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Open Data Events – Meet like minded folk Fri, 02 Sep 2011 15:37:05 +0000 Just a quick shout out to upcoming Open Data events crying out for participation from well minded coding citizens like yourselves:

Open Australia and ScraperWiki Hackfest:

In sunny down under (Sydney) on 10-11 September. No travel bursaries but it is free! Sign up here. It’s a hacking extravaganza for anyone interested in helping liberate data or hacking on OpenAustralia projects. We look forward to following the tags. If you’re gonna go then sign up for an account now. If their mammals are anything to go by we’re hoping for some wacky uses of open data.

Open Government Data Camp:

This year held in Warsaw and taking place on 20-21 October. Run by the fabulous Open Knowledge Foundation it boasts two days of talks, code sprints and workshops. The week run up will have satellite events including a workshop from our fine selves so come along and tell us how we can make your scraping life better. Early bird tickets are still available so get them while they’re hot here. There are travel bursaries so check out those too. Get the full programme here.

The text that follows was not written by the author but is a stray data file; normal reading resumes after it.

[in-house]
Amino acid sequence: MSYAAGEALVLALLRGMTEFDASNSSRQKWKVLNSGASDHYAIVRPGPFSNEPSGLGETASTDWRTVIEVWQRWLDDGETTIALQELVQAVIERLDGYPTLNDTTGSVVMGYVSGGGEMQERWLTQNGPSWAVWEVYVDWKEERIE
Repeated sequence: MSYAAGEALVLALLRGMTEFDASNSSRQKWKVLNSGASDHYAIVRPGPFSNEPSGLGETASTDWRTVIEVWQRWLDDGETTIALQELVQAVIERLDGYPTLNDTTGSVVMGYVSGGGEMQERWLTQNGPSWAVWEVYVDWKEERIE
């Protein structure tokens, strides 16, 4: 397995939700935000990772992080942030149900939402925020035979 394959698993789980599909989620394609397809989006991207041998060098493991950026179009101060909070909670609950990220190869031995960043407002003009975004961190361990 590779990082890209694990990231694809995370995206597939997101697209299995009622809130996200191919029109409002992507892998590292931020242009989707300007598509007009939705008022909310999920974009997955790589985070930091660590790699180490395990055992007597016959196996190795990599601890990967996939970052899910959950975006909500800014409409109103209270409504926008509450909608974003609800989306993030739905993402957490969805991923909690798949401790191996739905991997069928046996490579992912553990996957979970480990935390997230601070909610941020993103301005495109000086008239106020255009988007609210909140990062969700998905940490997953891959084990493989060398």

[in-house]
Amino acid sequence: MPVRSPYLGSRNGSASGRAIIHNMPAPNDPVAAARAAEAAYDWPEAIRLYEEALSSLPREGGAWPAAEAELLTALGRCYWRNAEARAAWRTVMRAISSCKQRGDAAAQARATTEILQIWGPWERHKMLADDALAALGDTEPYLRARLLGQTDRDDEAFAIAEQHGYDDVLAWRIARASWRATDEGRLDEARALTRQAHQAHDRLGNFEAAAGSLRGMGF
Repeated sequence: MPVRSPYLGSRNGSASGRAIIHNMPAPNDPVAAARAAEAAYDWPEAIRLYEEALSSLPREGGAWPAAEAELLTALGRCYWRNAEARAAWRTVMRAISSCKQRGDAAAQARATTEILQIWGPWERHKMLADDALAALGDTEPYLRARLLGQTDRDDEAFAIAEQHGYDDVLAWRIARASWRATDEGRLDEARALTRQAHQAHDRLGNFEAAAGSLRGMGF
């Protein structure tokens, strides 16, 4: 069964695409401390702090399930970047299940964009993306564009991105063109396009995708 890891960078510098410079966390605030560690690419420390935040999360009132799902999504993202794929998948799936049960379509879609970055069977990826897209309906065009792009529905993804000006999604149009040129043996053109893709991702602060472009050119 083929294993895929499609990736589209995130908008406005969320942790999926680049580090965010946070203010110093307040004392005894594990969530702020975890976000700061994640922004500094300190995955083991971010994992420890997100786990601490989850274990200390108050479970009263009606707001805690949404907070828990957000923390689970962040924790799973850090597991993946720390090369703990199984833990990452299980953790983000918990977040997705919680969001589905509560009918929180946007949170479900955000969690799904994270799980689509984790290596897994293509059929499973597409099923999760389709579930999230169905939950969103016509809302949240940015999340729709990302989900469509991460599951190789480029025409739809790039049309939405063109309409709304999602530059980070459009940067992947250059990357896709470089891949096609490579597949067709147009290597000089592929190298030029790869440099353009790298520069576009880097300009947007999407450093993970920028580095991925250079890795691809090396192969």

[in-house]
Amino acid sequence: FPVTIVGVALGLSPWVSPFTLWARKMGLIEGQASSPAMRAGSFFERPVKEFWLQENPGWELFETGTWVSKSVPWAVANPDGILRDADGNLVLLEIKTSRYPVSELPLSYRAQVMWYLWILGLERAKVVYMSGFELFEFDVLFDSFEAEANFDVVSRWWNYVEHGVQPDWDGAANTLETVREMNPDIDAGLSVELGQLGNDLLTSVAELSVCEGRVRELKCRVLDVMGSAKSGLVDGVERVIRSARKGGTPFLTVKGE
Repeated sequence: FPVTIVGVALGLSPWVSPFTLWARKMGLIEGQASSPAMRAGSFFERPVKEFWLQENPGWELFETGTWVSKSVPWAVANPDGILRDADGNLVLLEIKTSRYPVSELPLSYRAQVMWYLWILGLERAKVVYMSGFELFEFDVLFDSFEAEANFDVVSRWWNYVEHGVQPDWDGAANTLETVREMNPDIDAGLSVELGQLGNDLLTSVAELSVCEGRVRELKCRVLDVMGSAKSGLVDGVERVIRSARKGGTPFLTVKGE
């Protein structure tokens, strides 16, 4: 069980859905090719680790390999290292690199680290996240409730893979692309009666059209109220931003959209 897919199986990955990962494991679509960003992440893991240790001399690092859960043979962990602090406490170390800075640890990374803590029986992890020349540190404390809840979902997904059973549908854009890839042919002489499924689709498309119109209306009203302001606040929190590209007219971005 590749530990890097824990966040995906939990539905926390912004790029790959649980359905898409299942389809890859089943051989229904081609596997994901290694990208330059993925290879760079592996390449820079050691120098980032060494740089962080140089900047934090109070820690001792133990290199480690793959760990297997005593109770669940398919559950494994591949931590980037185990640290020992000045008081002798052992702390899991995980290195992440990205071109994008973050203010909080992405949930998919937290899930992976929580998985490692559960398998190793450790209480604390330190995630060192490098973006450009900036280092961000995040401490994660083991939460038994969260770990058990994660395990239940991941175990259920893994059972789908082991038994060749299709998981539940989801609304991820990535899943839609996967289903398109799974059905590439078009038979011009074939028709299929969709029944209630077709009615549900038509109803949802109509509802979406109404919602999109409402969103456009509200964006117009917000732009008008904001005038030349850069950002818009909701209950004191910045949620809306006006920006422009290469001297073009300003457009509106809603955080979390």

Open Aid Data Conference and Hackday:

In Berlin, Germany on 28-29 September, this conference offers training on data sources of development cooperation and a hackday for programmers to develop application of aid data. Register here (PS: it’s in German but the event is in English). Check out the full programme here.

We hope you all can make it and help aid data, government data and Australia get ScraperWikied

We Eat Data – ScraperWiki talk at Open Knowledge Conference 2011 Mon, 04 Jul 2011 18:48:51 +0000 Our tamed computer programmer, ‘The Julian’, recently gave a rare appearance at the Open Knowledge Conference in Berlin (if you want an appearance pay us or ask us!). The spectacle of such scraping royalty drew more people than the room could accommodate (‘The Julian’ is not related to any royals living or deceased). As such I have included the slides here: